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Issue 3, 2019

Issue 03 – Nō hea koe?

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News

  • The H-Word

  • Stay Healthy: Fresher Flu is Back

  • Māori and Pasifika support services: New phone, who dis?

  • A Gay Old Time: Wellington Pride Festival 2019

  • The Party Line: MMP 5% Threshold

  • Piki Brings Four Counsellors to Victoria, One to Massey

  • Complaints of Inappropriate, Drunken Behaviour from Uni Hall Staff

  • University to launch sexual harassment policy

  • Features

  • Preya Article

    Ka Tangi Te Tītī, Ka Tangi Te Kākā, Ka Tangi Hoki Ahau, Tīhei Maui Ora

    One day, I asked my Te Reo tutor what the difference was between a mihimihi and a pepeha. Thus began the biggest existential crisis of my life. A mihimihi is a short speech given to introduce yourself at a hui, a meeting. Basically what your name is, where you’re from, what you do, that sort […]

    by

  • I Lift My Eyes

    There is only one dream which has ever truly frightened me. I cannot tell you how frequently I have this dream, only that it is often enough that if I think of it while I am trying to sleep, I feel sickened and unsettled. I am alone in a desert. The sand goes on, and […]

    by

  • Home Feature2-01

    Where are you from?: A Loaded Question

    “Where are you from?” has always been a loaded question for me. If the people who knew me in high school (yikes) are reading this, they’ll definitely think that I’m back on my bullshit. Truth is, I never got off my bullshit—at least not this specific strand. I just internalised it because of the fear […]

    by

  • Preya Article

    Ka Tangi Te Tītī, Ka Tangi Te Kākā, Ka Tangi Hoki Ahau, Tīhei Maui Ora

    One day, I asked my Te Reo tutor what the difference was between a mihimihi and a pepeha. Thus began the biggest existential crisis of my life. A mihimihi is a short speech given to introduce yourself at a hui, a meeting. Basically what your name is, where you’re from, what you do, that sort […]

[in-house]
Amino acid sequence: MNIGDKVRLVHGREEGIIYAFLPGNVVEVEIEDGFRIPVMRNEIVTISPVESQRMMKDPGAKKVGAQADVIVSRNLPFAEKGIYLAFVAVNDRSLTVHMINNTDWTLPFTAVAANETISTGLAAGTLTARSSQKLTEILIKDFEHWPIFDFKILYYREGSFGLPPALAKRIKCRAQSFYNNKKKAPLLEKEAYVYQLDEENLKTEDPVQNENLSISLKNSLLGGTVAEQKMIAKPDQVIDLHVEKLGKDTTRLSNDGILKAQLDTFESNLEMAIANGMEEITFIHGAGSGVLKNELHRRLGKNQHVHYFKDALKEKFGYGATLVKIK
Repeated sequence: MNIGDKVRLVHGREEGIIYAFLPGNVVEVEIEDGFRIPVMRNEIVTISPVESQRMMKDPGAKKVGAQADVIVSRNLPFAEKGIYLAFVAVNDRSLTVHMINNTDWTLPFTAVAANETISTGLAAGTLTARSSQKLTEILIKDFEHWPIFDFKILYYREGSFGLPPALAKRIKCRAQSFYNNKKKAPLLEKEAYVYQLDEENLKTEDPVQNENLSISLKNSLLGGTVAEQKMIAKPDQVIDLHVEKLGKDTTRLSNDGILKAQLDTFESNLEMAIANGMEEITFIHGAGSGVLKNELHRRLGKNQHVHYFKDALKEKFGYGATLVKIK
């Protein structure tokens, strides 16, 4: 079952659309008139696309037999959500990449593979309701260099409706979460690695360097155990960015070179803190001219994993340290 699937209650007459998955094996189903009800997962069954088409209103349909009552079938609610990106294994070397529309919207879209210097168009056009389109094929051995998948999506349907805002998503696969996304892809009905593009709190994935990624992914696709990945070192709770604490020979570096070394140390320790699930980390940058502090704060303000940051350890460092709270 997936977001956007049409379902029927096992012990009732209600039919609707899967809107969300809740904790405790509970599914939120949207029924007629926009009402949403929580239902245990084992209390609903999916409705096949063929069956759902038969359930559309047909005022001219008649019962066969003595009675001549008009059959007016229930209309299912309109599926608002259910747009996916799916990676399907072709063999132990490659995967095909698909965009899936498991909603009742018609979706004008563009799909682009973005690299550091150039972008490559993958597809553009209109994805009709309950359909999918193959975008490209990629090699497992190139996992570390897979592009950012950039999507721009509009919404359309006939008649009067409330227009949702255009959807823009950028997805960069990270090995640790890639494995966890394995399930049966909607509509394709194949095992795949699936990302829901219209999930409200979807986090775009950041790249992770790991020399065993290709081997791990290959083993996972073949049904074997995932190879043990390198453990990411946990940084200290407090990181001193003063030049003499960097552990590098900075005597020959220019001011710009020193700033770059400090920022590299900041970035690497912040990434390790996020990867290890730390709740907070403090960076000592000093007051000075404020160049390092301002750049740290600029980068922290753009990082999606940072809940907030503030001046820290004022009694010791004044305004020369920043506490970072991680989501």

by

  • I Lift My Eyes

    There is only one dream which has ever truly frightened me. I cannot tell you how frequently I have this dream, only that it is often enough that if I think of it while I am trying to sleep, I feel sickened and unsettled. I am alone in a desert. The sand goes on, and […]

    by

  • Home Feature2-01

    Where are you from?: A Loaded Question

    “Where are you from?” has always been a loaded question for me. If the people who knew me in high school (yikes) are reading this, they’ll definitely think that I’m back on my bullshit. Truth is, I never got off my bullshit—at least not this specific strand. I just internalised it because of the fear […]

    by

  • Arts and Science

  • Fashion and Haute Tea

    Flaunting confidence in the form of a heavily self-curated swimwear pic is one thing. But as I recently discovered: doing so when you’re half-naked in front of a production team, is a whole other thing.

     

    If I’m being totally candid, up until very recently, the Body Positive Movement had meant little to me beyond a hashtag.

    My physique fluctuates between thicc-thin and thicc-thicc—depending on how far into exam season I am.

     

    I’m not sure if it’s because I have a body type that can easily be moulded into an hourglass-figure, regardless of mass. Or whether my parents just really sold me with the whole “most beautiful girl in the world” shtick growing up. But most days I don’t have too much trouble mustering the kind of confidence an only-child is often afforded.